Every time Sinosikat take the stage at local gig bars, people can’t help but stare. And who can blame them? You’d be blind not to notice frontwoman Kat Agarrado, a petite lady with huge doe eyes, a full mouth, and miles of endless dark hair.

But when the band starts playing, letting loose a bold “orgy of jazz, soul, funk, rock, and sexy groovy beats”, that’s when spectators really sit up and pay attention.

Sinosikat, whose present lineup is also their original one includes Kat Agarrado, Reli de Vera, Nikki Cabardo and Allen Umali, first started making music in 2004. With their Pinoy soul-stamped arrangements matched beat by groovy beat by Kat’s powerful pipes, singles like“Turning My Safety Off” and “So Blue” introduced them as a refreshing departure from the steady stream of straight pop-rock that filled local alternative radio back then.

When Sinosikat released their eponymous debut album in 2007, it became clear that this band was no one-trick pony. Their first record went on to earn them a number of awards, including Vocalist of the Year at the 2007 NU 107 Rock Awards. In 2008, the band took home three honors at the 21st Awit AwardsBest World/Alternative MusicBest Jazz Recording, and People’s Choice Award for Favorite Group.

Sinosikat followed up their debut with the cheekily titled 2nd Album in 2009. Like its predecessor, the album was critically acclaimed, with the track “Mr. Musikero (Pwede Ba)” winning Best Jazz Recording and Best Arrangement at the 23rd Awit Awards.

Hit play on the videos below and let Sinosikat’s brand of sexy soul lure you in.
Revel in Sinosikat’s deliciously groovy sound orgy at the first-ever Manila Music Festival on May 1 at the Alphaland Bay City, Paranaque City
For many Pinays with mighty pipes, the goal is to hit recording jackpot in the US. Get signed, release an album, conquer Billboard’s charts—all in the land of milk and honey.

Here’s one Pinay who begs to differ: meet June Marieezy, the Stateside-born Cebuana who is thrilled to be making a name for herself as a soul and hip-hop songstress right here in the Philippines.

Originally from Dallas, Texas, June jetted off to Manila in 2008 and has been in an ongoing love affair with the Philippines since. Finding herself smack-dab in the middle of Manila’s gritty gray landscape obviously did wonders for her creativity: she enrolled in a music production course and has been throwing herself into musical projects, showing no signs of slowing down.

After a stint doing vocals for alternative band Good Morning High Fives, June eventually found her musical groove by mixing soul, hip-hop, R&B, jazz, and rock. This fusion of styles is the sound that is taking her to different stages and places, including theMalasimbo Music & Arts Festival 2012 held in Puerto Galera.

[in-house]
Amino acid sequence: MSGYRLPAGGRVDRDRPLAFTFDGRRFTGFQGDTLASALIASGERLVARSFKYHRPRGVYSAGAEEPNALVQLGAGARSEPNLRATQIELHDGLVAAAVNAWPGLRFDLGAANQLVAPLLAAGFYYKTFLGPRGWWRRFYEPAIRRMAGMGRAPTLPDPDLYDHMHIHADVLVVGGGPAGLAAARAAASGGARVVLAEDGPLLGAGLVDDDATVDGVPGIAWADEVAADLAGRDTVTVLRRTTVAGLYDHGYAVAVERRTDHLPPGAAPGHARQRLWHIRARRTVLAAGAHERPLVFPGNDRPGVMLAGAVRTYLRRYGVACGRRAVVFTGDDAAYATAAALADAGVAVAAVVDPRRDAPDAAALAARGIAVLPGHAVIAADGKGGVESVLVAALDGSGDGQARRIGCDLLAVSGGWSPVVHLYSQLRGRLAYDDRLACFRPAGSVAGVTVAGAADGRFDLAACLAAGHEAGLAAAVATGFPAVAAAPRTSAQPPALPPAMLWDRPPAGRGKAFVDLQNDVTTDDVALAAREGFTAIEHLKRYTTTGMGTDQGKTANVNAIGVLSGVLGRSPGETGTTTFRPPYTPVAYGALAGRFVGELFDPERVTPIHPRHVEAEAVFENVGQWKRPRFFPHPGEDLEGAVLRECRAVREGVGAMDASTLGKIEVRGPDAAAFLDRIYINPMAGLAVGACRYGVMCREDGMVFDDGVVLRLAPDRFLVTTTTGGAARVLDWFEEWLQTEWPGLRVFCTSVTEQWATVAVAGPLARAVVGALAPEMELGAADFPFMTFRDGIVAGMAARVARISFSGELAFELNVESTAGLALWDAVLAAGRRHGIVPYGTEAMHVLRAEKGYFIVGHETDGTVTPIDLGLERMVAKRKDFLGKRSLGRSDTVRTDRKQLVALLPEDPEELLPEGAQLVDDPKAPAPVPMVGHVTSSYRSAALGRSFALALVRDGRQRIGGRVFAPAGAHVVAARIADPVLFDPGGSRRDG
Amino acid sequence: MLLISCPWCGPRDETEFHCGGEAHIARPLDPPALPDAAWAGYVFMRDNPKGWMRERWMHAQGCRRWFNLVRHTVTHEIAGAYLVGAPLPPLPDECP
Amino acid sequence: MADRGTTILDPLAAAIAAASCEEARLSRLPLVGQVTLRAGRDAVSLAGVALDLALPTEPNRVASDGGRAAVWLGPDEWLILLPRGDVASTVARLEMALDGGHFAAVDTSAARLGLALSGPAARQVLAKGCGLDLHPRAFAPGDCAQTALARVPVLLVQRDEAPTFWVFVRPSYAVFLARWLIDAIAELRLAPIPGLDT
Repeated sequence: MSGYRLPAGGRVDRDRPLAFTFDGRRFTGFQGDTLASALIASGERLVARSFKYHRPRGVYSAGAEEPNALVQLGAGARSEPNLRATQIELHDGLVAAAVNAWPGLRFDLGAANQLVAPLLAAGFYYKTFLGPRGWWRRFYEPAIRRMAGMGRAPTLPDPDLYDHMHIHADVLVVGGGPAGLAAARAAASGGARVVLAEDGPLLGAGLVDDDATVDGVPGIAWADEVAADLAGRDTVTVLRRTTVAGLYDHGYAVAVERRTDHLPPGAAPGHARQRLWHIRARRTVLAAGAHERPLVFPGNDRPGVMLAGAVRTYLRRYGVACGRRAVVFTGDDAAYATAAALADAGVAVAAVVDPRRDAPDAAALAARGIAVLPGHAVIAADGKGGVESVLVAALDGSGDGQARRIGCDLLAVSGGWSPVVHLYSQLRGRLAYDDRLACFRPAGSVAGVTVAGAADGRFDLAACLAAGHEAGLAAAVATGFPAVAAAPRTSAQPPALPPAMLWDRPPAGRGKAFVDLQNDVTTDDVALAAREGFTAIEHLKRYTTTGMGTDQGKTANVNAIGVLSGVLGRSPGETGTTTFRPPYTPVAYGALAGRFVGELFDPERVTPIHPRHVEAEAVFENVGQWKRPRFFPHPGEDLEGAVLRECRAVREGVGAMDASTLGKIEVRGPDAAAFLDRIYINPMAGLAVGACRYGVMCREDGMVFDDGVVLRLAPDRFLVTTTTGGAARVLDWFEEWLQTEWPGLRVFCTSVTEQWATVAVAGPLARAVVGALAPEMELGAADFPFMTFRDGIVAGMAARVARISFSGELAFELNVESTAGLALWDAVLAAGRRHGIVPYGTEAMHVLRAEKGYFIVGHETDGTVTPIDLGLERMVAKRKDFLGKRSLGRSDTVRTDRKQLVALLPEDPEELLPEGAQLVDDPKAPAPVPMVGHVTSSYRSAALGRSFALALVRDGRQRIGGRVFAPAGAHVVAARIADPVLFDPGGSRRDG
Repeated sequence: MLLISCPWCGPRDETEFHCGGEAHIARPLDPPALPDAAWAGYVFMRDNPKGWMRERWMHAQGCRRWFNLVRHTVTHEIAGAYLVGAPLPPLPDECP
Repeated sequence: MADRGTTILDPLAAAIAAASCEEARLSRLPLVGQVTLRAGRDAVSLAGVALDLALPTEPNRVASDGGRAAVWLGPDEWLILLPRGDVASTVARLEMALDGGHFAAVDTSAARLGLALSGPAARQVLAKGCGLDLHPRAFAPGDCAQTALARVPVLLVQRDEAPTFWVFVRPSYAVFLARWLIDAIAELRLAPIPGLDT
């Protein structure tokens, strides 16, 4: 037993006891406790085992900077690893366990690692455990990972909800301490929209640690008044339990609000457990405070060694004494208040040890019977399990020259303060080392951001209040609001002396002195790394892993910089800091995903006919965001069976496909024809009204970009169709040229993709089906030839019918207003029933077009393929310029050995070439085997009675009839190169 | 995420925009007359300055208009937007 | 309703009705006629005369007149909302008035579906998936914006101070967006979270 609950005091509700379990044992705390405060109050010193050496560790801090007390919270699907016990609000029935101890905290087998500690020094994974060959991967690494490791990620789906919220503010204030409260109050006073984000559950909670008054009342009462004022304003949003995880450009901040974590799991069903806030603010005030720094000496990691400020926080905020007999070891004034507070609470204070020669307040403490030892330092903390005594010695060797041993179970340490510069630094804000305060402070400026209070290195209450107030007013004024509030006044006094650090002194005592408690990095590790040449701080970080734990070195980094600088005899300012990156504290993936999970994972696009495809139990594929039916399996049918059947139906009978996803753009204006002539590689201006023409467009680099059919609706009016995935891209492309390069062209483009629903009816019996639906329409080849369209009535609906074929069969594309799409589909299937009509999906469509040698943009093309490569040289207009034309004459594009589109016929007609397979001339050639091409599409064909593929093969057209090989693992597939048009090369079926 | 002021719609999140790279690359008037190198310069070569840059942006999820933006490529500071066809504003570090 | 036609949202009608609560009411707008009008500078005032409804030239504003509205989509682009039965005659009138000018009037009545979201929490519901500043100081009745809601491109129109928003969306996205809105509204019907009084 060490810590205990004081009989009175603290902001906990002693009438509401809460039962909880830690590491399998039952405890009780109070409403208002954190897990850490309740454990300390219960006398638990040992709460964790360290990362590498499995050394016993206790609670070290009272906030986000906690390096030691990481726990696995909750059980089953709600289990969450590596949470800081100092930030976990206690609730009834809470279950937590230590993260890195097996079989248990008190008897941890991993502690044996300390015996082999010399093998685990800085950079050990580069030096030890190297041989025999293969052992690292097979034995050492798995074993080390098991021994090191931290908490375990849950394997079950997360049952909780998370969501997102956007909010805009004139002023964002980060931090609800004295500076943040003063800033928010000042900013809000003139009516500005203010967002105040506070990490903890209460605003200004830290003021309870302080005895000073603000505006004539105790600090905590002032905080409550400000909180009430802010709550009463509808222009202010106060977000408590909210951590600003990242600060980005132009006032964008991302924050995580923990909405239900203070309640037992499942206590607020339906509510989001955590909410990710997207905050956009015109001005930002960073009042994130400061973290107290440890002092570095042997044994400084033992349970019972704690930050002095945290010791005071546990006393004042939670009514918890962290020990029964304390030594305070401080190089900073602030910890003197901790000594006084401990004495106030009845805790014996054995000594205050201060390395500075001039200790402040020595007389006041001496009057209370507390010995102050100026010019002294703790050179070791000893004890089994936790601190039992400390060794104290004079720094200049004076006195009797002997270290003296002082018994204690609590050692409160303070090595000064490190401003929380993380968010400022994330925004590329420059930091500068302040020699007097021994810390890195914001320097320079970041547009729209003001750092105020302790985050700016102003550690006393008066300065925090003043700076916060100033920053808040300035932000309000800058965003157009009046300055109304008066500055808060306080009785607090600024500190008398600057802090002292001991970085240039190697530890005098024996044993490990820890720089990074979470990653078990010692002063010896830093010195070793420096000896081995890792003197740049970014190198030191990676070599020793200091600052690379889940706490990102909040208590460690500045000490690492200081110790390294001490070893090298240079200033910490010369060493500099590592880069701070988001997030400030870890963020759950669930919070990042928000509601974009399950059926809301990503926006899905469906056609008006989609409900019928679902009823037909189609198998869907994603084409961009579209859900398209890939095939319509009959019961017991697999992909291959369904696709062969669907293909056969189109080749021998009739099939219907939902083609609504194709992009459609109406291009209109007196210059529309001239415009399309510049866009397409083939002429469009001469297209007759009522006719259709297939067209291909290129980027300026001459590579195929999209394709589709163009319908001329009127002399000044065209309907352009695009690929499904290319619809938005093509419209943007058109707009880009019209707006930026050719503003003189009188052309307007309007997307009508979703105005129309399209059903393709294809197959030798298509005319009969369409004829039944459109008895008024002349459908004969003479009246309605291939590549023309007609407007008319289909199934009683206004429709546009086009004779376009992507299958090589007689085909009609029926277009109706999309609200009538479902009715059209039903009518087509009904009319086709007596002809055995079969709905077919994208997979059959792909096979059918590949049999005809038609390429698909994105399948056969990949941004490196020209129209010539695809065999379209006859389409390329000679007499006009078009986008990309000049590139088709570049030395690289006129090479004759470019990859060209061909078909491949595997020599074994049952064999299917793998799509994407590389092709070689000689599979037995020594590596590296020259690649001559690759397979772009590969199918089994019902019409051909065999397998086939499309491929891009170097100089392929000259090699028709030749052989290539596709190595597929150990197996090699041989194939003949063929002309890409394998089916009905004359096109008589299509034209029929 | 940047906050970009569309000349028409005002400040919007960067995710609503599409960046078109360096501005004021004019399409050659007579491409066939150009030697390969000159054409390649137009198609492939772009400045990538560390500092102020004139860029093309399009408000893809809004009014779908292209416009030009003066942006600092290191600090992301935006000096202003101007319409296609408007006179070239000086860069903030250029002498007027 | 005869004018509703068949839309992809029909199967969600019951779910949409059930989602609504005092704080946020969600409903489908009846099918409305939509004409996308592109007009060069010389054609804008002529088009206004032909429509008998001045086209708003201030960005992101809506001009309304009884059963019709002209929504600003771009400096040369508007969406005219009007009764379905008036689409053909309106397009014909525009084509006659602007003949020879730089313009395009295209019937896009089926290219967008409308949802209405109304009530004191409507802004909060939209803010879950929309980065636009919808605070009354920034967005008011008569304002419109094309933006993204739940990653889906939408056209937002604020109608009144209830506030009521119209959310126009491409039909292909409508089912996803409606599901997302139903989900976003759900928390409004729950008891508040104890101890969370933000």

June recently released the EP Heavy Eyes, an urban soul gem under local independent label Deeper Manila. Although she travels back and forth between Dallas and Manila, think of Heavy Eyes as her love letter to our madcap culture, which she is discovering—and loving—more and more with each day she spends here.

Hit play on the videos below to sample some of June’s songs, including her super chill toast to the warm weather months,“Summertime”.

Savor June Marieezy’s smooth and sexy neo-soul jams at the Manila Music Festival on May 1 at the Alphaland Bay City, Paranaque City. Oh, and have we mentioned that she’s hot?
Today’s bands can learn a thing or ten on resilience from Razorback. After five full-length albums, a number of lineup changes, and a staggering 22 years in the business, Razorback is still here, still at it, still making noise like it was 1995.

Since its humble Led Zeppelin- and Black Sabbath-covering beginnings in 1990, Razorback—now made up of vocalist Kevin Roy, guitarist Tirso Ripoll, bassist Louie Talan, drummer Brian Velasco, and guitarist Manuel Legarda (also of 90s rock contemporaries Wolfgang)—has gone on to take its place in the hallowed halls of OPM as one of the country’s most enduring rock acts.

Razorback started their recording success with the release of debut album Hebigat Sounds Volume One in 1995, which spawned“Giyang”, a track that still gets sing-alongs and head bangs whenever it is played. In 1997, they released the follow-up Beggar’s Moon, which includes the hits “Ikot ng Mundo” and “Payaso”.

The year 1998 saw Razorback put out another album, Star. The music video for the single “Voodoo, Who Do?” was hailed Rock Video of the Year at the 1999 NU 107 Rock Awards. Two more full-length albums followed: Razorback in 2002 and Three Minutes of Glory in 2011.

Razorback counts among its crew some of the most revered performers in Pinoy rock: Roy, Ripoll, and Talan have all been honored with Rock Awards. Legarda, who joined the band in 2003, has himself bagged two Guitarist of the Year plums with Wolfgang.

No wonder the rock stalwarts were chosen to open for MetallicaRage Against the MachineSilverchair, and Bon Jovi during these international rock stars’ Manila pitstops.

With so much raw talent in one band, really, how can you expect them to just pack up and fade away?